Monday, January 14, 2008

Physics: It's Not Always Rocket Science

Physics
1. The science of matter and energy and of interactions between the two, grouped in traditional fields such as acoustics, optics, mechanics, thermodynamics, and electromagnetism, as well as in modern extensions including nuclear physics, cryogenics, solid-state physics, particle physics and plasma physics.

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In high school one of my favorite teachers was my physics teacher Mr. Dennison. I don't recall all that much from the class other than a few films in time-lapse photography of a bullet piercing an apple, and clouds across the autumn skies. Something about velocity and gravity. Nothing about rocket science.

The reasons we like teachers vary, but in this case it may have been the special interest he showed to me. And it may have been that he was a baseball coach and I'd spent years dreaming that one day I would grow up to play baseball. Mr Dennison, my junior varsity coach in baseball at B.R.H.S.-West in New Jersey, had been a minor league pitcher for seven years. At the end of that seventh year he was brought up to the major leagues for a week, joining Boston's Red Sox bullpen the last week of a non-significant season and getting a chance to pitch part of an inning.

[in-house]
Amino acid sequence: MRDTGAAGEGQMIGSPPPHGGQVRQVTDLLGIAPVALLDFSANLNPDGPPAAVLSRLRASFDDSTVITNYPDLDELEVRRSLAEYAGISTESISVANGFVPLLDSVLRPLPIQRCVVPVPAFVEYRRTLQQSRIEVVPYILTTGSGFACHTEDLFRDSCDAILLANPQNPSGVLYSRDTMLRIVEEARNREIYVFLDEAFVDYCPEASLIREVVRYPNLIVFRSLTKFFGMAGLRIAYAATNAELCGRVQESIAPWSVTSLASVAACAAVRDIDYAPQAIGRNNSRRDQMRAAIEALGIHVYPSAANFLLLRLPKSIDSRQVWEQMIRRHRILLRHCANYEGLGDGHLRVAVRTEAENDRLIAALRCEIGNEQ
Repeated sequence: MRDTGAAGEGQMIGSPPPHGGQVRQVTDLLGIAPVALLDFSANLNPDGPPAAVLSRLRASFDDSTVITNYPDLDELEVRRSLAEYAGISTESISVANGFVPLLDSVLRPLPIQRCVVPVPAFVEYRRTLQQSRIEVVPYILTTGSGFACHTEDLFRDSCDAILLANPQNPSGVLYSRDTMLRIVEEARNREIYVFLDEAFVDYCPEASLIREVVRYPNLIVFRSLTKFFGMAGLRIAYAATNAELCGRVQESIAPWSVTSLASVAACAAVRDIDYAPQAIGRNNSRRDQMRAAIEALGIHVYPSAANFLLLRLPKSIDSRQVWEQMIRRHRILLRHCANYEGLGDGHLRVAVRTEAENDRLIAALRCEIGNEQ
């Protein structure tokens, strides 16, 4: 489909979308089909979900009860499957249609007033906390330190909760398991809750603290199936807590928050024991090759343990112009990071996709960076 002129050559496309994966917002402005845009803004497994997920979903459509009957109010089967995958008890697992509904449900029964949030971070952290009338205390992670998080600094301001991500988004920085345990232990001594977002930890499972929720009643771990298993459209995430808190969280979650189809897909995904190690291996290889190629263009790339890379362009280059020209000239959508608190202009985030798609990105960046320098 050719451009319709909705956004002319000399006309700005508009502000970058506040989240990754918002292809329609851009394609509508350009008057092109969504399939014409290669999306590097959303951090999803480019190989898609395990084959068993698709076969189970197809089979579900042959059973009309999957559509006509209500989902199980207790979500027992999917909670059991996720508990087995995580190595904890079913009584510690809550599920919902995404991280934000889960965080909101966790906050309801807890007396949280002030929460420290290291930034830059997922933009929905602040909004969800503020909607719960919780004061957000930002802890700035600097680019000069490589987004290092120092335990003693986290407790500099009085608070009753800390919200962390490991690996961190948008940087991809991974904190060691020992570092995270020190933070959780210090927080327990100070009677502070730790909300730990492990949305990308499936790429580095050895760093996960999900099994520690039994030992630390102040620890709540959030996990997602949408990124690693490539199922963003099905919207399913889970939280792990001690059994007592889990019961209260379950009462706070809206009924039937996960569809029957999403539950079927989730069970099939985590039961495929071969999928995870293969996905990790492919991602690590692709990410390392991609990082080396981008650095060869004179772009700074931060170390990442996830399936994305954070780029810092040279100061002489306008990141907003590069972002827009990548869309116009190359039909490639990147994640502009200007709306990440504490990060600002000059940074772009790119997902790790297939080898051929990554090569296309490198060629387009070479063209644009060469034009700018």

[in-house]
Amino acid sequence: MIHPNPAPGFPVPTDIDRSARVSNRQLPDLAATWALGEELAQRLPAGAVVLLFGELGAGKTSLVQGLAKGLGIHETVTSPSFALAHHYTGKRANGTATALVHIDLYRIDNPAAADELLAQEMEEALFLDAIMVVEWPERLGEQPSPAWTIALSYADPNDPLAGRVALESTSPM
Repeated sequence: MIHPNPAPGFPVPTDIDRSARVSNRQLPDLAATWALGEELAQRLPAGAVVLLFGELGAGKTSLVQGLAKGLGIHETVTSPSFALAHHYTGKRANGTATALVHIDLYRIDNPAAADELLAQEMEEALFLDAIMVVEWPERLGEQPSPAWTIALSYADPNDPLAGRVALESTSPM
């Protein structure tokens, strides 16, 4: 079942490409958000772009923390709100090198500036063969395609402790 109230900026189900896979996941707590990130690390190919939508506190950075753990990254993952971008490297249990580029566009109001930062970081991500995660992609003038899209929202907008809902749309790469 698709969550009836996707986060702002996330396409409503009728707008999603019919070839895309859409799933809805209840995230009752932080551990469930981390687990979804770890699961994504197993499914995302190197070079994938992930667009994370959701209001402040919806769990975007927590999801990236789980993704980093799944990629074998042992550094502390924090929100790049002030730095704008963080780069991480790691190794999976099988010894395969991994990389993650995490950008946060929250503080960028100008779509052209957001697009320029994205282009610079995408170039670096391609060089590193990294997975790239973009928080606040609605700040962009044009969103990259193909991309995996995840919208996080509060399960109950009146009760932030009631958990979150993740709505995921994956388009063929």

Evidently his dream had to be abandoned, because after this brief brush with the majors he let it go. Looking back on my own life I see any number of dreams embraced and abandoned, and understand now what I did not understand then. Perhaps this experience of pain made him a better coach and better teacher. He was certainly both, and an influence on my life.

It seemed as if he'd taken an interest in me. As a student, one tends to feel oneself to be a lost particle, insignificant as dust. To be singled out is a big thing. Especially by your J.V. coach.

My last period class was study hall and Mr. Dennison would take Joe Sweeney and I out of class to give us batting practice. Mr. D threw more junk at us than a carnival barker. His curves were impressive and the knuckle ball was a phenomenon. Both sophomore and junior years I had the second best batting average on the team and lowest strikeout percentage. Joe Sweeney had the best batting average, a healthy .500 or better junior year, and Skip Hoy similar our sophomore year.

But it was apparent we weren't going to be superstars. Late in the season I was brought up to varsity, played respectably at shortstop and earned a letter. The following year, however, the head coach was going to be re-building and it didn't take rocket science to see my future was not going to be in baseball.

I learned some valuable lessons from Mr. Dennison, a few in the classroom and some important ones out on the baseball diamond. His investment of time made an impact, and imparted some positive energy into my soul, an interaction that helped contribute to my own efforts years later as a coach, teacher and role model. Thank you, Mr. Dennison.

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